New England Coastal BIrds

New England Coastal BIrds

Wednesday, January 16, 2013

Part 4- Day 8- "Larids to Start the New Year"

     Day 8, Tuesday, January 1, 2013!! Back to Rhode Island, Scarborough Beach, Narragansett- 
Happy New Year!! With the new year arriving like a stooping Peregrine with a tail wind, Jen and I started our new year off in Rhode Island. When we left home just after dawn, the sky was clear, but the horizon to the the East showed an overcast sky. By the time we arrived at Scarborough Beach, the clouds had set in and the moderate northwest winds added a deeper chill to the air.

     We walked across the snow crusted field towards the southeast corner where the outporing from the Water Treatment Plant is located. Where this small outporing meets the sea, a small cove is formed between a small rocky jetty and the long rocky reef point to the south.  This cove area and the rocky reef  are where the Black-headed Gulls like to hang out. When we got to the edge of the field overlooking the beach, we noticed that only a handful of Ring-billed Gulls were standing on the beach to the left. It was low tide, and normally there would be at least a few dozen Gulls on the beach many walking along the edge of the water. And often with the Ring-billed Gulls the Black-headed Gulls would be in the group. With the Gulls absent on the beach, it was probable that the Black-headed Gulls were on the rocky reef.

    Just as we were ready to walk down to the beach,  and for some reason, I looked up. In a moment of perfect timing, I spotted a single small-ish Gull flying across the water outside the cove. We were just in time to see a single Black-headed Gull flying just to the south of us. It lifted up and flew directly over us. My first thought was that the Gull would be flying into the sedimentation tanks in the WTP that was behind us. However the Gull kept flying west heading towards Point Judith Pond. Even though the looks at the Gull were brief, it was a great way to start the year off.-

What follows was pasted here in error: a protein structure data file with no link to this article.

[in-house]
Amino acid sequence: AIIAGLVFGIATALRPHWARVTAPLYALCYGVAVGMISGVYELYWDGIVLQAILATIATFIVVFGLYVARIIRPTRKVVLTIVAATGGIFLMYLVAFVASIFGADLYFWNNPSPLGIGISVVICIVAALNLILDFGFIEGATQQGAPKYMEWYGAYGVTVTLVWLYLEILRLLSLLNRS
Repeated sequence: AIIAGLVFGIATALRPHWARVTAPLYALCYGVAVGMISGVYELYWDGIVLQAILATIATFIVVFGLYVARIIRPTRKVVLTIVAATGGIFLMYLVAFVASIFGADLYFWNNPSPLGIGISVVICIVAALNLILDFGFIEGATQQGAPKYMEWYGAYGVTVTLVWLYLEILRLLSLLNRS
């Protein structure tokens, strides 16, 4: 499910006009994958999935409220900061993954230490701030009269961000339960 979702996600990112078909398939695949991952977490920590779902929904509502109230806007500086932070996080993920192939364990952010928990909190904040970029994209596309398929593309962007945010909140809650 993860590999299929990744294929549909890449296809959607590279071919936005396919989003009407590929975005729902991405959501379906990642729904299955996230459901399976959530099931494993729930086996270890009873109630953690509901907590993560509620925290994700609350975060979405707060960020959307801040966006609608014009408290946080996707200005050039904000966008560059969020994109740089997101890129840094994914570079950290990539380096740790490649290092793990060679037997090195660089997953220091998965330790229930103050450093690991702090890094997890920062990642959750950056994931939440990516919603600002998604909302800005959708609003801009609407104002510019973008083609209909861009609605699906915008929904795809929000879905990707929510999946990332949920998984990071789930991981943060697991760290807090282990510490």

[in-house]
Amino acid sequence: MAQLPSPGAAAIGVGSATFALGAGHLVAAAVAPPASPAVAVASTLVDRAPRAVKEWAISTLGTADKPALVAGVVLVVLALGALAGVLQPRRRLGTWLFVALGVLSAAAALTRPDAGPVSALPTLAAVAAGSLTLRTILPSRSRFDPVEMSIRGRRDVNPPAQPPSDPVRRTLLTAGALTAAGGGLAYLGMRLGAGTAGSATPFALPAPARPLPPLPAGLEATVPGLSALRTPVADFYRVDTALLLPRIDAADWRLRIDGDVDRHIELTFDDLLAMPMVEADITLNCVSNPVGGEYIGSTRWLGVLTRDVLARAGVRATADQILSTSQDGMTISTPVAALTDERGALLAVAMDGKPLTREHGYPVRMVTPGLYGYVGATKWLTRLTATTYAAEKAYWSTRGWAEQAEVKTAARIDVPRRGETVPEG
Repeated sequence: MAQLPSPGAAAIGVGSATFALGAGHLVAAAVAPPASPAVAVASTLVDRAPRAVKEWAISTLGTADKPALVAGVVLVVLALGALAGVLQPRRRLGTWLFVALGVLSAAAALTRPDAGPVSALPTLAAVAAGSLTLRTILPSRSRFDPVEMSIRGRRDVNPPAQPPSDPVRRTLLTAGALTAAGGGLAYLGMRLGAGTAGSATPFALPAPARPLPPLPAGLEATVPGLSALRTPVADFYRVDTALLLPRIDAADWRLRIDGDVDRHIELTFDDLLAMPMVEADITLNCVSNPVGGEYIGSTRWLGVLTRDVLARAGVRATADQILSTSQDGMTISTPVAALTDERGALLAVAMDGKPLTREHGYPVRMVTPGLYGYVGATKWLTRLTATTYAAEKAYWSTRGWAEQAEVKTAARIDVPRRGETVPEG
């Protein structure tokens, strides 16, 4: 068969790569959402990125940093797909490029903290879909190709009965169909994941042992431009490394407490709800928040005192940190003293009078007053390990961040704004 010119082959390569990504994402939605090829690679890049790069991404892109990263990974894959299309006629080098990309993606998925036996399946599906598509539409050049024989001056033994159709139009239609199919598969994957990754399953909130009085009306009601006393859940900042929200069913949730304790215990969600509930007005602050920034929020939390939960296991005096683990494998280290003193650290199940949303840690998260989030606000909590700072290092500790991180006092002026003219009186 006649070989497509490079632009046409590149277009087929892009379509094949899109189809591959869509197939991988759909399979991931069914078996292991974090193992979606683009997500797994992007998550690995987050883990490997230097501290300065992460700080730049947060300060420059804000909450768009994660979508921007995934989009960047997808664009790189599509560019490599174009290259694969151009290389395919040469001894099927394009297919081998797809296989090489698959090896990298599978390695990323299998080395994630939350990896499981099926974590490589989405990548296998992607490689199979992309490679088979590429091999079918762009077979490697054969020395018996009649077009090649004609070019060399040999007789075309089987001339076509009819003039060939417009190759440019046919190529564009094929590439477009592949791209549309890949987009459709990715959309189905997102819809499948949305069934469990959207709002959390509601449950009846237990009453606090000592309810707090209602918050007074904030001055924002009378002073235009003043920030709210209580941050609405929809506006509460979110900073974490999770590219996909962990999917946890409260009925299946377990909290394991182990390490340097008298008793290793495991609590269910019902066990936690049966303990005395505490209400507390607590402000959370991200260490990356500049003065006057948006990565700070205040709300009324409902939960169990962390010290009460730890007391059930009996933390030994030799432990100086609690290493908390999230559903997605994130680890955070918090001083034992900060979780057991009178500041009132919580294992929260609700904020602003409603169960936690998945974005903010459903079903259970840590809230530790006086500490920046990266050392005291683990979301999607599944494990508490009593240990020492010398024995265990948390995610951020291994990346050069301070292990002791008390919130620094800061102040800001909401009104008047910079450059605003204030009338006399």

There were quite a few Gulls on the reef, and quite a few Ring-billed Gull in the sedimentation tanks behind us. With a bit of coaxing, the sky was soon filled with Gulls-


    Jen decided to stay on top at the edge of the field, and I walked down the beach to the small rock jetty. Just as I got to the water, Jen said that she had a banded Gull standing in front of her. The Gull was one of the Ring-billed Gulls from Professor Jean-Francois Giroux's Gull Study from the University of Quebec Montreal.

     The letters on the blue leg marker were FMK.-

     (Later I sent Professor Giroux the recovery information) and the report stated: This is an adult female Gull. It was banded on 5/01/10 at Ile Deslauriers, Varennes, Quebec. Band #- 0954-14991, leg marker blue with white letters: FMK. This was the first reported sighting of this Gull since it was banded, and it was also the first reported Gull of 2013.-

     Jen also found another adult Ring-billed Gull that was beautifully tinged with a salmon colored stain to its white plumage (similar to the one Black-headed Gull I photographed here last week-image second below), Unfortunately, the bright and glowing salmon color tinging does not show in the images; it was much brighter than the Black-headed Gull image below.-

    I left the group of Gulls that had formed around Jen, and started back to the edge of the water by the rock jetty. I changed the settings on my camera just in time as this first winter Iceland Gull swam up in front of me-

     Good view showing its longer primary projection-

     This Gull was very quick and agile compared to the larger and heavier Herring Gulls-

     You can see in this image that the nasal frontal hinge of the maxilla is not being used for a simple grasp of a small portion of food. The maxilla is in its normal position judging by the line of its tomium and the amount of its gape opening. The tip of its maxilla remains below the eye line in its normal position.-